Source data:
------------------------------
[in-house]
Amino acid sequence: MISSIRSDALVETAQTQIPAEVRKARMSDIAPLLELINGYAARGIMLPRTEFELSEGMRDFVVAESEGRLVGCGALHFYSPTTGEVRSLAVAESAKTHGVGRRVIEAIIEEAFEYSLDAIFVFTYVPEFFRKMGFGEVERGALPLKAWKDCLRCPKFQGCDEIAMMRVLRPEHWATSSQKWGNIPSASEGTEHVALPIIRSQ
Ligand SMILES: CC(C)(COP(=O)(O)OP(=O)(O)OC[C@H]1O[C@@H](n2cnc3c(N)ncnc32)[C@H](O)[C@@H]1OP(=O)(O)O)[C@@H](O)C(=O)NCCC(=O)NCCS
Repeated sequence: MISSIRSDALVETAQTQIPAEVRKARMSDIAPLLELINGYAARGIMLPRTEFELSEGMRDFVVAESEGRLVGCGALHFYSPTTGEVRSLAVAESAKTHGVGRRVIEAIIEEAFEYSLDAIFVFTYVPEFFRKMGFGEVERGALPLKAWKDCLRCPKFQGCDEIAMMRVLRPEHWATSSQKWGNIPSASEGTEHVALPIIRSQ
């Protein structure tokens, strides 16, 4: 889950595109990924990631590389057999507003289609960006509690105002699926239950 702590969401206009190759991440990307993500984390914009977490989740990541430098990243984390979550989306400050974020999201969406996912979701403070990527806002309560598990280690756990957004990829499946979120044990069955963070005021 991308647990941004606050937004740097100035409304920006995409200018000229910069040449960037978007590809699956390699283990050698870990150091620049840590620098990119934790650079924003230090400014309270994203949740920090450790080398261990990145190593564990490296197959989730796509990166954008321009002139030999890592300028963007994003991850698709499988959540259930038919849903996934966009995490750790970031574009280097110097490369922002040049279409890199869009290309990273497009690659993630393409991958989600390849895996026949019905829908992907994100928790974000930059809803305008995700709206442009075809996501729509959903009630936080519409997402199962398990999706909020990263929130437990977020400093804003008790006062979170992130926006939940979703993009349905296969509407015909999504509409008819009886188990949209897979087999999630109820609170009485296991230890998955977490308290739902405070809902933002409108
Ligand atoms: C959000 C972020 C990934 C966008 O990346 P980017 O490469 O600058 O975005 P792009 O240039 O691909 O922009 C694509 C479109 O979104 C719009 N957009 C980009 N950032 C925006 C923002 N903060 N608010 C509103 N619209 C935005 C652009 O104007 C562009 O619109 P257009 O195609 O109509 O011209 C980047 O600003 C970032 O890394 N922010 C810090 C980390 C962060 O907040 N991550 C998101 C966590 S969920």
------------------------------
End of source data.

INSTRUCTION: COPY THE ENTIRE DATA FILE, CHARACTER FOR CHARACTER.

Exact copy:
[in-house]
Amino acid sequence: MISSIRSDALVETAQTQIPAEVRKARMSDIAPLLELINGYAARGIMLPRTEFELSEGMRDFVVAESEGRLVGCGALHFYSPTTGEVRSLAVAESAKTHGVGRRVIEAIIEEAFEYSLDAIFVFTYVPEFFRKMGFGEVERGALPLKAWKDCLRCPKFQGCDEIAMMRVLRPEHWATSSQKWGNIPSASEGTEHVALPIIRSQ
Ligand SMILES: CC(C)(COP(=O)(O)OP(=O)(O)OC[C@H]1O[C@@H](n2cnc3c(N)ncnc32)[C@H](O)[C@@H]1OP(=O)(O)O)[C@@H](O)C(=O)NCCC(=O)NCCS
Repeated sequence: MISSIRSDALVETAQTQIPAEVRKARMSDIAPLLELINGYAARGIMLPRTEFELSEGMRDFVVAESEGRLVGCGALHFYSPTTGEVRSLAVAESAKTHGVGRRVIEAIIEEAFEYSLDAIFVFTYVPEFFRKMGFGEVERGALPLKAWKDCLRCPKFQGCDEIAMMRVLRPEHWATSSQKWGNIPSASEGTEHVALPIIRSQ
């Protein structure tokens, strides 16, 4: 889950595109990924990631590389057999507003289609960006509690105002699926239950 702590969401206009190759991440990307993500984390914009977490989740990541430098990243984390979550989306400050974020999201969406996912979701403070990527806002309560598990280690756990957004990829499946979120044990069955963070005021 991308647990941004606050937004740097100035409304920006995409200018000229910069040449960037978007590809699956390699283990050698870990150091620049840590620098990119934790650079924003230090400014309270994203949740920090450790080398261990990145190593564990490296197959989730796509990166954008321009002139030999890592300028963007994003991850698709499988959540259930038919849903996934966009995490750790970031574009280097110097490369922002040049279409890199869009290309990273497009690659993630393409991958989600390849895996026949019905829908992907994100928790974000930059809803305008995700709206442009075809996501729509959903009630936080519409997402199962398990999706909020990263929130437990977020400093804003008790006062979170992130926006939940979703993009349905296969509407015909999504509409008819009886188990949209897979087999999630109820609170009485296991230890998955977490308290739902405070809902933002409108
Ligand atoms: C959000 C972020 C990934 C966008 O990346 P980017 O490469 O600058 O975005 P792009 O240039 O691909 O922009 C694509 C479109 O979104 C719009 N957009 C980009 N950032 C925006 C923002 N903060 N608010 C509103 N619209 C935005 C652009 O104007 C562009 O619109 P257009 O195609 O109509 O011209 C980047 O600003 C970032 O890394 N922010 C810090 C980390 C962060 O907040 N991550 C998101 C966590 S969920």